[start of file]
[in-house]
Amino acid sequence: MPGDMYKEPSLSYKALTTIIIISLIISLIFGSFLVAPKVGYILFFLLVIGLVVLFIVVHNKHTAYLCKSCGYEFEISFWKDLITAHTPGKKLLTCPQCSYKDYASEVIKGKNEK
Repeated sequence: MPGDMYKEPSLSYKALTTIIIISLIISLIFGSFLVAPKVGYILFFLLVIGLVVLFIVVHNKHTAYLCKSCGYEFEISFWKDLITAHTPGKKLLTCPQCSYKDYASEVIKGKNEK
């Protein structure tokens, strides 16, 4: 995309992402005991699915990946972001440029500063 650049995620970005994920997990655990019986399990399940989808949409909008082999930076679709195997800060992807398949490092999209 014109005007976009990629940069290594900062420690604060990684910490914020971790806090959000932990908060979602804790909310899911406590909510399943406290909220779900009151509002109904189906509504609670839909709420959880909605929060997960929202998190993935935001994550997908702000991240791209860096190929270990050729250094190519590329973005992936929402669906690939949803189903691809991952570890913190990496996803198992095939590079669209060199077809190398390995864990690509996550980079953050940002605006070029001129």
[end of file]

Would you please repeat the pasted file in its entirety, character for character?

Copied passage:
[in-house]
Amino acid sequence: MPGDMYKEPSLSYKALTTIIIISLIISLIFGSFLVAPKVGYILFFLLVIGLVVLFIVVHNKHTAYLCKSCGYEFEISFWKDLITAHTPGKKLLTCPQCSYKDYASEVIKGKNEK
Repeated sequence: MPGDMYKEPSLSYKALTTIIIISLIISLIFGSFLVAPKVGYILFFLLVIGLVVLFIVVHNKHTAYLCKSCGYEFEISFWKDLITAHTPGKKLLTCPQCSYKDYASEVIKGKNEK
């Protein structure tokens, strides 16, 4: 995309992402005991699915990946972001440029500063 650049995620970005994920997990655990019986399990399940989808949409909008082999930076679709195997800060992807398949490092999209 014109005007976009990629940069290594900062420690604060990684910490914020971790806090959000932990908060979602804790909310899911406590909510399943406290909220779900009151509002109904189906509504609670839909709420959880909605929060997960929202998190993935935001994550997908702000991240791209860096190929270990050729250094190519590329973005992936929402669906690939949803189903691809991952570890913190990496996803198992095939590079669209060199077809190398390995864990690509996550980079953050940002605006070029001129």